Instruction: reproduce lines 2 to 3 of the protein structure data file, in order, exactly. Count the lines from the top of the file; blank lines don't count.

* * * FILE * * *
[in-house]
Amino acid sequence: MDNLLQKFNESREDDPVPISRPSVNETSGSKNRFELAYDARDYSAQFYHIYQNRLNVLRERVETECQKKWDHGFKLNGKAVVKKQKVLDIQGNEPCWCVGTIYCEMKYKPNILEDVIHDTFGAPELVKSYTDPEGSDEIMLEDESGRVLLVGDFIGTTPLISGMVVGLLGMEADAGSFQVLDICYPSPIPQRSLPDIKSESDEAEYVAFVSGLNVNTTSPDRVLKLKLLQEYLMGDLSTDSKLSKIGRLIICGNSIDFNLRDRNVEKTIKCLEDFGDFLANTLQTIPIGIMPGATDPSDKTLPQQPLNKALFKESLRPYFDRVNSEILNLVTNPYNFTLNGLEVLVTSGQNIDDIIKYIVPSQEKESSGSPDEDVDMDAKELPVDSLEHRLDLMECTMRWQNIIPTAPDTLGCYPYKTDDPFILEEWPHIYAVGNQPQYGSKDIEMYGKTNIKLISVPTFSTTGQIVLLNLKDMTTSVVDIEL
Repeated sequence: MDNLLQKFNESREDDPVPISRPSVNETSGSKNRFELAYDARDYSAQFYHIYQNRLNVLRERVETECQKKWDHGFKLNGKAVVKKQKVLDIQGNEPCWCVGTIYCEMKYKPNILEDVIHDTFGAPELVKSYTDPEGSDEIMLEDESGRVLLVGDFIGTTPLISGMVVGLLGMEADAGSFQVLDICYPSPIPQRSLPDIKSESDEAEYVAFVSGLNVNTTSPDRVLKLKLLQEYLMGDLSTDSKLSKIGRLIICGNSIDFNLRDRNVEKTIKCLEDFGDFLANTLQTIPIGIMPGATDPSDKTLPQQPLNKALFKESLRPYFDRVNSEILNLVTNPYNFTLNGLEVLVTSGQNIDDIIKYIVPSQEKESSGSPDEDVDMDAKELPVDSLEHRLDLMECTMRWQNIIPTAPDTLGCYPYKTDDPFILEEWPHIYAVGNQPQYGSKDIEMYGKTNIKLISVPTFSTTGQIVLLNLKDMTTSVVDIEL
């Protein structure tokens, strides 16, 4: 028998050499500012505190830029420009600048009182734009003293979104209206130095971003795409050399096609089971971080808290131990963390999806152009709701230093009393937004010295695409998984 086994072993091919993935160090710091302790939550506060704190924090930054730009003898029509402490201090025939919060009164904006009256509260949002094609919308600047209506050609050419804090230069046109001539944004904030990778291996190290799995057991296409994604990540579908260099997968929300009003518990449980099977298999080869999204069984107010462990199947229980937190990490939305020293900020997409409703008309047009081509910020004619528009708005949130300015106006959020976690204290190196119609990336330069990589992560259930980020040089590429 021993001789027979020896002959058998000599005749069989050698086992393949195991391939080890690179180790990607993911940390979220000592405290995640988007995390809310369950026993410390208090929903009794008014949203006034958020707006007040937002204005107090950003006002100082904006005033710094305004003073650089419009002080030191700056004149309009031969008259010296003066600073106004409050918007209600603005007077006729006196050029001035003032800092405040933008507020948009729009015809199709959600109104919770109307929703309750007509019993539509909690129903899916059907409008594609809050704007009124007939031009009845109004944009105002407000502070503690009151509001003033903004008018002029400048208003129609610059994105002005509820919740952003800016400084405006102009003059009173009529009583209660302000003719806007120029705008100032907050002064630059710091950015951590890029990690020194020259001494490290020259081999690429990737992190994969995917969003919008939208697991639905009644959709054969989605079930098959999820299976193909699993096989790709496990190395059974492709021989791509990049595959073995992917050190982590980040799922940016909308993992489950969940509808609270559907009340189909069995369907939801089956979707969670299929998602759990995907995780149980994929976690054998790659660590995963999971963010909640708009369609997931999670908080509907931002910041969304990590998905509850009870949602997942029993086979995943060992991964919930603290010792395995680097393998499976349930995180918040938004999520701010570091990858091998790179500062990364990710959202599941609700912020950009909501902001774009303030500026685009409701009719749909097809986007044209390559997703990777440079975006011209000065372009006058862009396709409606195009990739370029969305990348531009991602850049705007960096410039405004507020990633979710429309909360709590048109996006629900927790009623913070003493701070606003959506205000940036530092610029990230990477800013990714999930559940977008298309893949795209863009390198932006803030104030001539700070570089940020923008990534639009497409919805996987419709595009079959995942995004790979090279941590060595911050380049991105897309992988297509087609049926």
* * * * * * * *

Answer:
Amino acid sequence: MDNLLQKFNESREDDPVPISRPSVNETSGSKNRFELAYDARDYSAQFYHIYQNRLNVLRERVETECQKKWDHGFKLNGKAVVKKQKVLDIQGNEPCWCVGTIYCEMKYKPNILEDVIHDTFGAPELVKSYTDPEGSDEIMLEDESGRVLLVGDFIGTTPLISGMVVGLLGMEADAGSFQVLDICYPSPIPQRSLPDIKSESDEAEYVAFVSGLNVNTTSPDRVLKLKLLQEYLMGDLSTDSKLSKIGRLIICGNSIDFNLRDRNVEKTIKCLEDFGDFLANTLQTIPIGIMPGATDPSDKTLPQQPLNKALFKESLRPYFDRVNSEILNLVTNPYNFTLNGLEVLVTSGQNIDDIIKYIVPSQEKESSGSPDEDVDMDAKELPVDSLEHRLDLMECTMRWQNIIPTAPDTLGCYPYKTDDPFILEEWPHIYAVGNQPQYGSKDIEMYGKTNIKLISVPTFSTTGQIVLLNLKDMTTSVVDIEL
Repeated sequence: MDNLLQKFNESREDDPVPISRPSVNETSGSKNRFELAYDARDYSAQFYHIYQNRLNVLRERVETECQKKWDHGFKLNGKAVVKKQKVLDIQGNEPCWCVGTIYCEMKYKPNILEDVIHDTFGAPELVKSYTDPEGSDEIMLEDESGRVLLVGDFIGTTPLISGMVVGLLGMEADAGSFQVLDICYPSPIPQRSLPDIKSESDEAEYVAFVSGLNVNTTSPDRVLKLKLLQEYLMGDLSTDSKLSKIGRLIICGNSIDFNLRDRNVEKTIKCLEDFGDFLANTLQTIPIGIMPGATDPSDKTLPQQPLNKALFKESLRPYFDRVNSEILNLVTNPYNFTLNGLEVLVTSGQNIDDIIKYIVPSQEKESSGSPDEDVDMDAKELPVDSLEHRLDLMECTMRWQNIIPTAPDTLGCYPYKTDDPFILEEWPHIYAVGNQPQYGSKDIEMYGKTNIKLISVPTFSTTGQIVLLNLKDMTTSVVDIEL